I have this fantasy. It’s a bit out there.
There’s an unmarked cargo van, a generator, a five-gallon container of gas, solar powered battery chargers for the cache of power tools in the van, cases of nails, water, granola bars and dried fruit, a few living essentials such as clothing, blankets, a folding chair and folding table, my watercolors, painting and writing paper galore, a fishing rod, and some pots, kettles, and a campfire tripod. I drive to a remote spot in a large mountain range, hidden from human existence with the exception of the one road that I have just used to get to this spot. The road leads to lake access. The land is mine and I am there to build my little cabin and become a recluse.
I imagine cutting down a few small trees to build the structure of my dwelling, digging a deep fire pit that will eventually become a kiln and a smoker for all the fish I’ll catch and things I’ll make out of mud. I live happily and busily establishing my old self in this pristine land, essentially wrecking my part of it not out of malice but out of a desire to be closer to it, and I finally drop the fucking weight from 2020.
Does anyone else have this fantasy?
I know there are easier weight loss methods but the appeal of my survival in the wilderness, alone, and without the temptation of an oven in which to bake cakes, pies, muffins, breads or cinnamon rolls makes my lack of will power obsolete. Who needs the strength to say no when a bear is looking at you the way you look at a donut?
There are other fantasies. They pop up like corn in hot oil and I butter them, salt them and gobble them down like the delicious morsels that they are.
I imagine turning my dilapidated garden-shed into a chichi she-shed by knocking out a wall, raising the roof, putting a deck around it and so on. I went so far as to contact a friend who’s an architect. He hashed out my idea on a napkin before it occurred to us that I was wanting to build a building to escape the building that I already live in. MY WHOLE HOUSE IS A SHE-SHED! Why would I want a second one fifty yards away?
That had nothing to do with diet and has everything to do with being forced to look at the former owner’s hack-job of a homemade shed.
Looking at it from my back patio is like a punch to my eye sockets every day. I blame its aesthetic for the furrow lines in my forehead, the dragged down mouth and sagging jowl. The actual fault belongs to aging, but the shed certainly isn’t helping matters.
It reminds me of when I was ten and building forts in the back yard to escape my overly boisterous family.
I built a ramshackle two-sided shack near a creek on the wild back lot of our fourteen-acre yard. It had a front and a back that were held feebly in place by the single sheet of plywood precariously balanced and faintly nailed down as a roof. The whole thing was draped in clear plastic sheeting, giving the sides the option of being tied back for air conditioning. I was living large.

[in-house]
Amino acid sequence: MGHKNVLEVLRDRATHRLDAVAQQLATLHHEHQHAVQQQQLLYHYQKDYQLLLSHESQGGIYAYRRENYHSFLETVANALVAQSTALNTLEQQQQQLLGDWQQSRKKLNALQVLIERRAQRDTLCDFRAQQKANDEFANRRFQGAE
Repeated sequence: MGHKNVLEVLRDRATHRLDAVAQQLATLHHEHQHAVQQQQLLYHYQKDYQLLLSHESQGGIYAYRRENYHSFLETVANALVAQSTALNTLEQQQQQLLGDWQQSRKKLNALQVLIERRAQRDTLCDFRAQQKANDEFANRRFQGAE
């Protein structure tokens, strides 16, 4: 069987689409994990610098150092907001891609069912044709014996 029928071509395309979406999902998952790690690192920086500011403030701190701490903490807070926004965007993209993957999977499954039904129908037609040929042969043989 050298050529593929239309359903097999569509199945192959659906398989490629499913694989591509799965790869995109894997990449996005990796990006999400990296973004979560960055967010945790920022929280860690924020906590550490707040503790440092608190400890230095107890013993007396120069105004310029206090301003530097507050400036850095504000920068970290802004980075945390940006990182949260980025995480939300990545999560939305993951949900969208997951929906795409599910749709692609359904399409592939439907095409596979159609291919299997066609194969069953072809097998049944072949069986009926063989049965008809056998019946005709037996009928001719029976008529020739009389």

The garage, attic and storage sheds were scoured clean of scrap materials and tools, much to the annoyance of my stepdad who was constantly yelling “where is the damn hammer?”
I have my own tools now and when I start wondering where the damn hammer is, I also have to wonder if I rearrange things while sleep walking or if the shoemaker’s elves are drunk and messing with me again.
My fort was many things and well-built was not one of them, not too unlike my current shed. Thankfully my home remodeling skills have dramatically improved since the weeble-wobble lean-to that eventually fell down. My current skills have more patience and understand the engineering component to my artistic vision. Also, not only am I allowed to use power tools, but I have my own collection of them.
It’s given me a false sense of security in my fantasy life for the great outdoors, but owning power tools has definitely helped me out a great deal in the very real life of being single and owning a home.
Last summer, the patio gate finally gave way. The rot that had been overlooked for four years finally let go of the nails that were pretending to hold the gate together, and the thing crumbled like feta cheese on an omelette. It took a little over an hour and one—ONE—trip to the hardware store to cut, sand, stain and assemble the new gate.
I’d be lying if I didn’t start of this project like I normally do by wanting someone else to do it. I go through my options: me, me, hire someone, ask for help from a neighbor, phone a friend, me, me or more me. I weigh the options: asking for help will put this immediate need on someone else’s timeframe and hiring someone, also a time thing, will cost money that is being meticulously saved for a gym membership and a diet plan…or a sweet pair of Frye boots. I can’t decide.
Sometimes a whiny voice cries out in my head, “I wish I had a man around so he could just fix it.”
Oh damn. Really? I take umbrage with that sniveling twit in my head because she isn’t speaking from experience, rather railroading mine. I argue with her about what she thinks a man can do that I can’t. Between youtube, pinterest, woodshop in college, and a shit-ton of experience fixing things because, as mentioned in a previous post, I’ve been taught to fish, so-to-speak, I’ve got this.
And so I do.